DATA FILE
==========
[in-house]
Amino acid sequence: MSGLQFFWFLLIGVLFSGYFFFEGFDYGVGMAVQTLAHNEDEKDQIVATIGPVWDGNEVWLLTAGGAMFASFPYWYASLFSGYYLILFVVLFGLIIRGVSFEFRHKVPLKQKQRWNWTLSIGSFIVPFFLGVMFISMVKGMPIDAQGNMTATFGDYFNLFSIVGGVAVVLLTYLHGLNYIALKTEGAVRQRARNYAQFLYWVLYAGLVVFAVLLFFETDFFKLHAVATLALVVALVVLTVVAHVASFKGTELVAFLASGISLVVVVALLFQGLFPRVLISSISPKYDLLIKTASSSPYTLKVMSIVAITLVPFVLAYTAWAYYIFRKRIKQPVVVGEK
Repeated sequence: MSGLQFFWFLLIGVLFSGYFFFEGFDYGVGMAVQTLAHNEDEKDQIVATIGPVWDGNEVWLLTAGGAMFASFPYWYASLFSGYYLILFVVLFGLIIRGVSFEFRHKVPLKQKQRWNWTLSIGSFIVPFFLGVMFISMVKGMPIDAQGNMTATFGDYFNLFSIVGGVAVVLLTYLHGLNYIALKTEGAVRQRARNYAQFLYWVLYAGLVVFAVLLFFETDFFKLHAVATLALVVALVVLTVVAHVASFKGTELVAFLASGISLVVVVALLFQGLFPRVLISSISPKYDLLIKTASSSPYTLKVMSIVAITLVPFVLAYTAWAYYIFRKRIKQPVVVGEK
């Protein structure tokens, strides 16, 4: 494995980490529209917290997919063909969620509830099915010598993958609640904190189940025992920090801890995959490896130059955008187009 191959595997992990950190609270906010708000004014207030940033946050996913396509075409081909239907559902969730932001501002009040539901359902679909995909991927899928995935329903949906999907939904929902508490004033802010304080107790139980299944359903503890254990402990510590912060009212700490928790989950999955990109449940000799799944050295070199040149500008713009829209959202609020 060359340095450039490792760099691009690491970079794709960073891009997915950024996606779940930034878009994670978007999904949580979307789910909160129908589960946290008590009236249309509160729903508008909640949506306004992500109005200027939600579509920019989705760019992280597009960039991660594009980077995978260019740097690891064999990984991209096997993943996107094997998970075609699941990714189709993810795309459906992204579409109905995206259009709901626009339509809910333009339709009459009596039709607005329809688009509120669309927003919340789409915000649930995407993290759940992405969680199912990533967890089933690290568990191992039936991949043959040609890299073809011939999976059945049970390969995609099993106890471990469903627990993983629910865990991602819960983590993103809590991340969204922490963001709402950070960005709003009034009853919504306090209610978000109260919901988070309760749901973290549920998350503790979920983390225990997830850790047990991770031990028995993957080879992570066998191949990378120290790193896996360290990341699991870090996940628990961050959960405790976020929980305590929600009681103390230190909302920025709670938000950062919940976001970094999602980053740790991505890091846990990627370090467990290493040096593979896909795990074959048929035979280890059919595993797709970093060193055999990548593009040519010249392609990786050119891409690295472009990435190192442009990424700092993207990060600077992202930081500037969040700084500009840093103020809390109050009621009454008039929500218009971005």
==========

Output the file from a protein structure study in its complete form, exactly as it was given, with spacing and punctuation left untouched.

[in-house]
Amino acid sequence: MSGLQFFWFLLIGVLFSGYFFFEGFDYGVGMAVQTLAHNEDEKDQIVATIGPVWDGNEVWLLTAGGAMFASFPYWYASLFSGYYLILFVVLFGLIIRGVSFEFRHKVPLKQKQRWNWTLSIGSFIVPFFLGVMFISMVKGMPIDAQGNMTATFGDYFNLFSIVGGVAVVLLTYLHGLNYIALKTEGAVRQRARNYAQFLYWVLYAGLVVFAVLLFFETDFFKLHAVATLALVVALVVLTVVAHVASFKGTELVAFLASGISLVVVVALLFQGLFPRVLISSISPKYDLLIKTASSSPYTLKVMSIVAITLVPFVLAYTAWAYYIFRKRIKQPVVVGEK
Repeated sequence: MSGLQFFWFLLIGVLFSGYFFFEGFDYGVGMAVQTLAHNEDEKDQIVATIGPVWDGNEVWLLTAGGAMFASFPYWYASLFSGYYLILFVVLFGLIIRGVSFEFRHKVPLKQKQRWNWTLSIGSFIVPFFLGVMFISMVKGMPIDAQGNMTATFGDYFNLFSIVGGVAVVLLTYLHGLNYIALKTEGAVRQRARNYAQFLYWVLYAGLVVFAVLLFFETDFFKLHAVATLALVVALVVLTVVAHVASFKGTELVAFLASGISLVVVVALLFQGLFPRVLISSISPKYDLLIKTASSSPYTLKVMSIVAITLVPFVLAYTAWAYYIFRKRIKQPVVVGEK
């Protein structure tokens, strides 16, 4: 494995980490529209917290997919063909969620509830099915010598993958609640904190189940025992920090801890995959490896130059955008187009 191959595997992990950190609270906010708000004014207030940033946050996913396509075409081909239907559902969730932001501002009040539901359902679909995909991927899928995935329903949906999907939904929902508490004033802010304080107790139980299944359903503890254990402990510590912060009212700490928790989950999955990109449940000799799944050295070199040149500008713009829209959202609020 060359340095450039490792760099691009690491970079794709960073891009997915950024996606779940930034878009994670978007999904949580979307789910909160129908589960946290008590009236249309509160729903508008909640949506306004992500109005200027939600579509920019989705760019992280597009960039991660594009980077995978260019740097690891064999990984991209096997993943996107094997998970075609699941990714189709993810795309459906992204579409109905995206259009709901626009339509809910333009339709009459009596039709607005329809688009509120669309927003919340789409915000649930995407993290759940992405969680199912990533967890089933690290568990191992039936991949043959040609890299073809011939999976059945049970390969995609099993106890471990469903627990993983629910865990991602819960983590993103809590991340969204922490963001709402950070960005709003009034009853919504306090209610978000109260919901988070309760749901973290549920998350503790979920983390225990997830850790047990991770031990028995993957080879992570066998191949990378120290790193896996360290990341699991870090996940628990961050959960405790976020929980305590929600009681103390230190909302920025709670938000950062919940976001970094999602980053740790991505890091846990990627370090467990290493040096593979896909795990074959048929035979280890059919595993797709970093060193055999990548593009040519010249392609990786050119891409690295472009990435190192442009990424700092993207990060600077992202930081500037969040700084500009840093103020809390109050009621009454008039929500218009971005």